This routine is some utils code in our game engine. It can run an executable and optionally wait for it to exit. It will return its exit code:

function TSvUtils.FileExecute(ahWnd: Cardinal; const aFileName, aParams, aStartDir: string; aShowCmd: Integer; aWait: Boolean): Integer;
var
  Info: TShellExecuteInfo;
  ExitCode: DWORD;
begin

  Result := -1;
  FillChar(Info, SizeOf(Info), 0);
  Info.cbSize := SizeOf(TShellExecuteInfo);
  with Info do begin
    fMask := SEE_MASK_NOCLOSEPROCESS;
    Wnd := ahWnd;
    lpFile := PChar(aFileName);
    lpParameters := PChar(aParams);
    lpDirectory := PChar(aStartDir);
    nShow := aShowCmd;
  end;

  if ShellExecuteEx(@Info) then
  begin
    if aWait then
    begin
      repeat
        Sleep(1);
        Application.ProcessMessages;
        GetExitCodeProcess(Info.hProcess, ExitCode);
      until (ExitCode <> STILL_ACTIVE) or Application.Terminated;
      CloseHandle(Info.hProcess);
      Result := ExitCode;
    end;
  end
end;

Here is some code that can check to see if a process exists. So... current app calls the updater and terminates. The updater can check to see if old app has terminated and do it's thing (rename, update, delete, etc):

function TSvUtils.ProcessExists(const aExeFileName: string; aBringToForgound: Boolean=False): Boolean;
var
  ContinueLoop: BOOL;
  FSnapshotHandle: THandle;
  FProcessEntry32: TProcessEntry32;
begin

  FSnapshotHandle := CreateToolhelp32Snapshot(TH32CS_SNAPPROCESS, 0);
  FProcessEntry32.dwSize := SizeOf(FProcessEntry32);
  ContinueLoop := Process32First(FSnapshotHandle, FProcessEntry32);
  Result := False;
  while Integer(ContinueLoop) <> 0 do
  begin
    if ((UpperCase(ExtractFileName(FProcessEntry32.szExeFile)) =
      UpperCase(aExeFileName)) or (UpperCase(FProcessEntry32.szExeFile) =
      UpperCase(aExeFileName))) then
    begin
      if aBringToForgound then
        EnumWindows(@BringToForgroundEnumProcess, FProcessEntry32.th32ProcessID);
      Result := True;
    end;
    ContinueLoop := Process32Next(FSnapshotHandle, FProcessEntry32);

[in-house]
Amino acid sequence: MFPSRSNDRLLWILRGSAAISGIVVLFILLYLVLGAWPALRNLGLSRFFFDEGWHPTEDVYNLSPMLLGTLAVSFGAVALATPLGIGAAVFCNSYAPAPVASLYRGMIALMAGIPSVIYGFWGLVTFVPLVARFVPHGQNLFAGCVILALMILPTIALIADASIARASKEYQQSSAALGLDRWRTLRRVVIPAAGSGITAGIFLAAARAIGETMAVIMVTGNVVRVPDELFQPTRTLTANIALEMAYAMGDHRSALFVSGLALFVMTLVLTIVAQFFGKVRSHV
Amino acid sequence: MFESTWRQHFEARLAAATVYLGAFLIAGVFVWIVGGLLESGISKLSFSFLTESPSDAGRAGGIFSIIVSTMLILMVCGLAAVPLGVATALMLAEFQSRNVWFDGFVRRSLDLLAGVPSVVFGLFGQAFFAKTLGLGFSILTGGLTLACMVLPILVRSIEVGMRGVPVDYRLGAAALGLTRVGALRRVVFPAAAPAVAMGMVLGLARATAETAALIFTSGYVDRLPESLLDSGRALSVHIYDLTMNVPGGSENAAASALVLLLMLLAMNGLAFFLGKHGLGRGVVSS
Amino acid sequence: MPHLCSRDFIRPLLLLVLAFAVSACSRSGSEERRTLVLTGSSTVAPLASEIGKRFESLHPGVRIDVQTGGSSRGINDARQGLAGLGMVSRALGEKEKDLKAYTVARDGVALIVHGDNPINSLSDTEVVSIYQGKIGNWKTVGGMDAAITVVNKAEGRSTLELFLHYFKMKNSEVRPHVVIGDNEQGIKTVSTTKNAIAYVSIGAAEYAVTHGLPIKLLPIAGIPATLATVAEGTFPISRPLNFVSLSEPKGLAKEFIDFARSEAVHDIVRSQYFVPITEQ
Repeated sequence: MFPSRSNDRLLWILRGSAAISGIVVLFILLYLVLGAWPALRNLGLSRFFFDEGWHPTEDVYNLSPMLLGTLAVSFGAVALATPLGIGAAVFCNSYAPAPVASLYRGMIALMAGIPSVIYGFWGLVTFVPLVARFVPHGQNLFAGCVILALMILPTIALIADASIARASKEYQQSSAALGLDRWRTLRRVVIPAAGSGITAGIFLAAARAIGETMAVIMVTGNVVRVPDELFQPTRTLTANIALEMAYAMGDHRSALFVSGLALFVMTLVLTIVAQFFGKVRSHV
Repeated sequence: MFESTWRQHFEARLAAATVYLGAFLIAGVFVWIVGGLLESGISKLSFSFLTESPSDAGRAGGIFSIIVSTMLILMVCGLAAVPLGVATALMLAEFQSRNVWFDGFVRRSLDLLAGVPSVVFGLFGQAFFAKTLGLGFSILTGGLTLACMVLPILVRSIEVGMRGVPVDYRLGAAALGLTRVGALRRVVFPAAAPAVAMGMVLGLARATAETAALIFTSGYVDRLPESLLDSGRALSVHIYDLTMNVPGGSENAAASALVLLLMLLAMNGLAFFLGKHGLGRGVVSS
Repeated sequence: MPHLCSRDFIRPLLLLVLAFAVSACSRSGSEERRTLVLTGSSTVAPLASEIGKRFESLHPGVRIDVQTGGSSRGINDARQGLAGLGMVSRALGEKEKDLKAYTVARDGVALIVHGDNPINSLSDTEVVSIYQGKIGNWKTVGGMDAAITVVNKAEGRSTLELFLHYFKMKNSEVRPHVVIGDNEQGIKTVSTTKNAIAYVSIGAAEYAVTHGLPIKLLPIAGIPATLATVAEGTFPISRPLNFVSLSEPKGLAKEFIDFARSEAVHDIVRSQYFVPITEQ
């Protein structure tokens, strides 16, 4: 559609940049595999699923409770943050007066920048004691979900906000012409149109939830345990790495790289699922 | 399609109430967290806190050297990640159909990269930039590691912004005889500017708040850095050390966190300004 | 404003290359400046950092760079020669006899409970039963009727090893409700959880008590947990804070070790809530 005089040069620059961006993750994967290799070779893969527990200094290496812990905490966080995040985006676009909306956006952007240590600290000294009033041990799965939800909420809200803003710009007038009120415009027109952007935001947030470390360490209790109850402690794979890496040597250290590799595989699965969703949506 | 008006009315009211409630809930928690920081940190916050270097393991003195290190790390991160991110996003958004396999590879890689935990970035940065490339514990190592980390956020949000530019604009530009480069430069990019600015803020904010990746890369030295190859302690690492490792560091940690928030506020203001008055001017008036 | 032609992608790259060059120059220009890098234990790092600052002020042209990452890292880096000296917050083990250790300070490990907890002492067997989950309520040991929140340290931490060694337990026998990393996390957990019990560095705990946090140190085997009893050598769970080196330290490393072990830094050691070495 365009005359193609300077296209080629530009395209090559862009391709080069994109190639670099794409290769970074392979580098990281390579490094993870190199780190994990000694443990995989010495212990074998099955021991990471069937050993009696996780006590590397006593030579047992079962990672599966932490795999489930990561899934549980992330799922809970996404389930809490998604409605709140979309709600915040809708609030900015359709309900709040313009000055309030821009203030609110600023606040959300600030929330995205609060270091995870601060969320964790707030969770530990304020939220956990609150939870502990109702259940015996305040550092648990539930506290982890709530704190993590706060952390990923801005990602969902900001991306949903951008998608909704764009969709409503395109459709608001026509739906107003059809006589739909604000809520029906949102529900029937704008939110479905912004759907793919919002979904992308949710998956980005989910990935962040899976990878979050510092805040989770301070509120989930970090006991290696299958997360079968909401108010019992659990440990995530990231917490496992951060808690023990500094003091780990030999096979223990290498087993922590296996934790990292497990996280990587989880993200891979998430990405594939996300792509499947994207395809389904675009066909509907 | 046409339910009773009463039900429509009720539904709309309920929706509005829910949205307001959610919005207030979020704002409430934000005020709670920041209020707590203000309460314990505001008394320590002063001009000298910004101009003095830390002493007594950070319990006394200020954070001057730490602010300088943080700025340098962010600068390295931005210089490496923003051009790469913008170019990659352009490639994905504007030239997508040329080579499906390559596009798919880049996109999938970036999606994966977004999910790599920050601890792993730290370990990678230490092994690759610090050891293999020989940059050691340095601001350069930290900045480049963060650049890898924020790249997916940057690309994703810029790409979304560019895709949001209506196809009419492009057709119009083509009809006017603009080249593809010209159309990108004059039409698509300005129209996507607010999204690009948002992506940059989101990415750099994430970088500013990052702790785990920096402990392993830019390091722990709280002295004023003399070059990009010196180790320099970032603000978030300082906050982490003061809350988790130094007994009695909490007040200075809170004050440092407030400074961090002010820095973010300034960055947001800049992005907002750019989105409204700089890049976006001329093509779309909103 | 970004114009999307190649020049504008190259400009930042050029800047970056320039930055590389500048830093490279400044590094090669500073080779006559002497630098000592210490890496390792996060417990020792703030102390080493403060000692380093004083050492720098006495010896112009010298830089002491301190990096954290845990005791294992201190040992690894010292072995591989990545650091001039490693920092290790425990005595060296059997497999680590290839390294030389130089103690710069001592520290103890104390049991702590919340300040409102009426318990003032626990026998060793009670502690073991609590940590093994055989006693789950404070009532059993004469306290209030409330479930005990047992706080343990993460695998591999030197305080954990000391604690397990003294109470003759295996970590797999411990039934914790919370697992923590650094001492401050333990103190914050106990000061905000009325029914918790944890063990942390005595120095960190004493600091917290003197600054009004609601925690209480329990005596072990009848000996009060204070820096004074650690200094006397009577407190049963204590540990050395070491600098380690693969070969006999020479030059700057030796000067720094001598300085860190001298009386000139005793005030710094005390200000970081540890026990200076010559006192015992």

end;
  CloseHandle(FSnapshotHandle);
end;
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Thank you for the answer, but I think you misunderstood my question. I needed to put an executable in a 'query', exit the current application (the calling one), and then run the exec from the query. –  Martin Melka May 15 '11 at 17:25
    
nice busy-loop, BTW –  user422039 May 15 '11 at 17:58
    
Ok.... thinking... your current app spawns the updater to do the work and quits. The updater then checks to make sure the old app has terminated (I have code you can use to check for this), then it updates, renames, deletes, etc. When complete it spawns new app and itself terminates? –  Simvector Technologies May 15 '11 at 19:22

If you can use CreateProcess instead of ShellExecute, you can wait on the process handle. The process handle is signalled when the application exits. For example:

function ExecAndWait(APath: string; var VProcessResult: cardinal): boolean;
var
  LWaitResult : integer;
  LStartupInfo: TStartupInfo;
  LProcessInfo: TProcessInformation;
begin
  Result := False;

  FillChar(LStartupInfo, SizeOf(TStartupInfo), 0);

  with LStartupInfo do
  begin
    cb := SizeOf(TStartupInfo);

    dwFlags := STARTF_USESHOWWINDOW or STARTF_FORCEONFEEDBACK;
    wShowWindow := SW_SHOWDEFAULT;
  end;

  if CreateProcess(nil, PChar(APath), nil, nil, 
                   False, NORMAL_PRIORITY_CLASS,
                   nil, nil, LStartupInfo, LProcessInfo) then
  begin

    repeat
      LWaitResult := WaitForSingleObject(LProcessInfo.hProcess, 500);
      // do something, like update a GUI or call Application.ProcessMessages
    until LWaitResult <> WAIT_TIMEOUT;
    result := LWaitResult = WAIT_OBJECT_0;
    GetExitCodeProcess(LProcessInfo.hProcess, VProcessResult);
    CloseHandle(LProcessInfo.hProcess);
    CloseHandle(LProcessInfo.hThread);
  end;
end;

After ExecAndWait returns, then you can sleep for 100ms if you need to.

N@